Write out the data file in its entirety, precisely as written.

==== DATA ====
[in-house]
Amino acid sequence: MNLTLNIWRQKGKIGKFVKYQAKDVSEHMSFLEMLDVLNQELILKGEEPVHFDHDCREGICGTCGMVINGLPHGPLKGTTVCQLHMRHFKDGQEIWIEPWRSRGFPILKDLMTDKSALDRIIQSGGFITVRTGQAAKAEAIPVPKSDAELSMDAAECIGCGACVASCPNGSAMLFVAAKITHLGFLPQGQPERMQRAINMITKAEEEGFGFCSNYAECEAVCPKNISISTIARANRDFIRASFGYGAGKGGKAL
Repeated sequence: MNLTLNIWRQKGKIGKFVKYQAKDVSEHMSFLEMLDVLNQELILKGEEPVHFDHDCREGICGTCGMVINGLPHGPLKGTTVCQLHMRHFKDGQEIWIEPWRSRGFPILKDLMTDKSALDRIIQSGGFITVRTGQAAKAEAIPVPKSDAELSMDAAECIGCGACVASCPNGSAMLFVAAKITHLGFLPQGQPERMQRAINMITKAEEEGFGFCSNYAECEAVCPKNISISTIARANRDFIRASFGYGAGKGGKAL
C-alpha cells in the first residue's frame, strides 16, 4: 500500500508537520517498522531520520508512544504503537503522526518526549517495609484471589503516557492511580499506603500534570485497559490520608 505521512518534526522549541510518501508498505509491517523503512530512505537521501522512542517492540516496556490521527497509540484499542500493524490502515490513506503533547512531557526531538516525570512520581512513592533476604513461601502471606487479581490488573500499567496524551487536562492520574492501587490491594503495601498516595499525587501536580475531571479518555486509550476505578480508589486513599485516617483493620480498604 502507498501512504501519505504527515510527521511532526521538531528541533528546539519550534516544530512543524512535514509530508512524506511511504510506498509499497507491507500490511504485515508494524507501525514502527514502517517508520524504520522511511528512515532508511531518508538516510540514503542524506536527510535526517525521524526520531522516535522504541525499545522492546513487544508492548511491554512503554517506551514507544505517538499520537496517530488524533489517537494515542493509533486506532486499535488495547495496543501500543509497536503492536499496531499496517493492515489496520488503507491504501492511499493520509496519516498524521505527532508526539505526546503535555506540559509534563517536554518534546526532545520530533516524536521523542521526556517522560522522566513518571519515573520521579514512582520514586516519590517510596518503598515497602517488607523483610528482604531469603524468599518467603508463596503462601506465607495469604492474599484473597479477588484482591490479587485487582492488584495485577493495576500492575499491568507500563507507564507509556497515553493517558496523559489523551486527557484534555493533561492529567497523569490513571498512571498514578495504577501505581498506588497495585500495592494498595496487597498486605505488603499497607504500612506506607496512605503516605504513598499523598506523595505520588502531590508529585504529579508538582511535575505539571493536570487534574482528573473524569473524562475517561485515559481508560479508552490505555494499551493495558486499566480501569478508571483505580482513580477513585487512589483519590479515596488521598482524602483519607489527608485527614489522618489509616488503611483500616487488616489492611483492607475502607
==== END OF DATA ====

[in-house]
Amino acid sequence: MNLTLNIWRQKGKIGKFVKYQAKDVSEHMSFLEMLDVLNQELILKGEEPVHFDHDCREGICGTCGMVINGLPHGPLKGTTVCQLHMRHFKDGQEIWIEPWRSRGFPILKDLMTDKSALDRIIQSGGFITVRTGQAAKAEAIPVPKSDAELSMDAAECIGCGACVASCPNGSAMLFVAAKITHLGFLPQGQPERMQRAINMITKAEEEGFGFCSNYAECEAVCPKNISISTIARANRDFIRASFGYGAGKGGKAL
Repeated sequence: MNLTLNIWRQKGKIGKFVKYQAKDVSEHMSFLEMLDVLNQELILKGEEPVHFDHDCREGICGTCGMVINGLPHGPLKGTTVCQLHMRHFKDGQEIWIEPWRSRGFPILKDLMTDKSALDRIIQSGGFITVRTGQAAKAEAIPVPKSDAELSMDAAECIGCGACVASCPNGSAMLFVAAKITHLGFLPQGQPERMQRAINMITKAEEEGFGFCSNYAECEAVCPKNISISTIARANRDFIRASFGYGAGKGGKAL
C-alpha cells in the first residue's frame, strides 16, 4: 500500500508537520517498522531520520508512544504503537503522526518526549517495609484471589503516557492511580499506603500534570485497559490520608 505521512518534526522549541510518501508498505509491517523503512530512505537521501522512542517492540516496556490521527497509540484499542500493524490502515490513506503533547512531557526531538516525570512520581512513592533476604513461601502471606487479581490488573500499567496524551487536562492520574492501587490491594503495601498516595499525587501536580475531571479518555486509550476505578480508589486513599485516617483493620480498604 502507498501512504501519505504527515510527521511532526521538531528541533528546539519550534516544530512543524512535514509530508512524506511511504510506498509499497507491507500490511504485515508494524507501525514502527514502517517508520524504520522511511528512515532508511531518508538516510540514503542524506536527510535526517525521524526520531522516535522504541525499545522492546513487544508492548511491554512503554517506551514507544505517538499520537496517530488524533489517537494515542493509533486506532486499535488495547495496543501500543509497536503492536499496531499496517493492515489496520488503507491504501492511499493520509496519516498524521505527532508526539505526546503535555506540559509534563517536554518534546526532545520530533516524536521523542521526556517522560522522566513518571519515573520521579514512582520514586516519590517510596518503598515497602517488607523483610528482604531469603524468599518467603508463596503462601506465607495469604492474599484473597479477588484482591490479587485487582492488584495485577493495576500492575499491568507500563507507564507509556497515553493517558496523559489523551486527557484534555493533561492529567497523569490513571498512571498514578495504577501505581498506588497495585500495592494498595496487597498486605505488603499497607504500612506506607496512605503516605504513598499523598506523595505520588502531590508529585504529579508538582511535575505539571493536570487534574482528573473524569473524562475517561485515559481508560479508552490505555494499551493495558486499566480501569478508571483505580482513580477513585487512589483519590479515596488521598482524602483519607489527608485527614489522618489509616488503611483500616487488616489492611483492607475502607